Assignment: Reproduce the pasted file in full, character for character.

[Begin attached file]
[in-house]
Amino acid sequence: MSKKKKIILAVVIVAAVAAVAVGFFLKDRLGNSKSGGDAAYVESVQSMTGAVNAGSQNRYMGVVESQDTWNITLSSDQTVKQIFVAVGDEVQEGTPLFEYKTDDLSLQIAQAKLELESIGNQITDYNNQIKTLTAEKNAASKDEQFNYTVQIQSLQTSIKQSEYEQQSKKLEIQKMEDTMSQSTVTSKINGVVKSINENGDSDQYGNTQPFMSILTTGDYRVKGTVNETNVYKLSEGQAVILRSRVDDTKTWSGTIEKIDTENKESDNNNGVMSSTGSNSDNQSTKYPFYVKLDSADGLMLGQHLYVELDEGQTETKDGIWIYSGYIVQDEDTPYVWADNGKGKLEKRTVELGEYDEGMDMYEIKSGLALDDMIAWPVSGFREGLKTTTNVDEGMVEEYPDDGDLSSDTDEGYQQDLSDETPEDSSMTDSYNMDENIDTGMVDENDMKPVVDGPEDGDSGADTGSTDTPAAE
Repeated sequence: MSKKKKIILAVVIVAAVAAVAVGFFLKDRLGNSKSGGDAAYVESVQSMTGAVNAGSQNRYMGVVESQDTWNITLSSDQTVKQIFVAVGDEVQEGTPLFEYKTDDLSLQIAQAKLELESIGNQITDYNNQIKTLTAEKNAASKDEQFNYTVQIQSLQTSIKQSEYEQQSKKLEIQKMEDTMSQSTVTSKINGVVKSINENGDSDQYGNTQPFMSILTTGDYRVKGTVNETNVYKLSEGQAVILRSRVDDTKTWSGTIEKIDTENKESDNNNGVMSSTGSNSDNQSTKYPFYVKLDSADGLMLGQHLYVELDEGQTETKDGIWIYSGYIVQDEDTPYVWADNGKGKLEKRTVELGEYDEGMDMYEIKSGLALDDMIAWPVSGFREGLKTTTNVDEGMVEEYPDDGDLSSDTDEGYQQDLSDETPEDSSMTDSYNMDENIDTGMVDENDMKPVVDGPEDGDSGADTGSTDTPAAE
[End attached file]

[in-house]
Amino acid sequence: MSKKKKIILAVVIVAAVAAVAVGFFLKDRLGNSKSGGDAAYVESVQSMTGAVNAGSQNRYMGVVESQDTWNITLSSDQTVKQIFVAVGDEVQEGTPLFEYKTDDLSLQIAQAKLELESIGNQITDYNNQIKTLTAEKNAASKDEQFNYTVQIQSLQTSIKQSEYEQQSKKLEIQKMEDTMSQSTVTSKINGVVKSINENGDSDQYGNTQPFMSILTTGDYRVKGTVNETNVYKLSEGQAVILRSRVDDTKTWSGTIEKIDTENKESDNNNGVMSSTGSNSDNQSTKYPFYVKLDSADGLMLGQHLYVELDEGQTETKDGIWIYSGYIVQDEDTPYVWADNGKGKLEKRTVELGEYDEGMDMYEIKSGLALDDMIAWPVSGFREGLKTTTNVDEGMVEEYPDDGDLSSDTDEGYQQDLSDETPEDSSMTDSYNMDENIDTGMVDENDMKPVVDGPEDGDSGADTGSTDTPAAE
Repeated sequence: MSKKKKIILAVVIVAAVAAVAVGFFLKDRLGNSKSGGDAAYVESVQSMTGAVNAGSQNRYMGVVESQDTWNITLSSDQTVKQIFVAVGDEVQEGTPLFEYKTDDLSLQIAQAKLELESIGNQITDYNNQIKTLTAEKNAASKDEQFNYTVQIQSLQTSIKQSEYEQQSKKLEIQKMEDTMSQSTVTSKINGVVKSINENGDSDQYGNTQPFMSILTTGDYRVKGTVNETNVYKLSEGQAVILRSRVDDTKTWSGTIEKIDTENKESDNNNGVMSSTGSNSDNQSTKYPFYVKLDSADGLMLGQHLYVELDEGQTETKDGIWIYSGYIVQDEDTPYVWADNGKGKLEKRTVELGEYDEGMDMYEIKSGLALDDMIAWPVSGFREGLKTTTNVDEGMVEEYPDDGDLSSDTDEGYQQDLSDETPEDSSMTDSYNMDENIDTGMVDENDMKPVVDGPEDGDSGADTGSTDTPAAE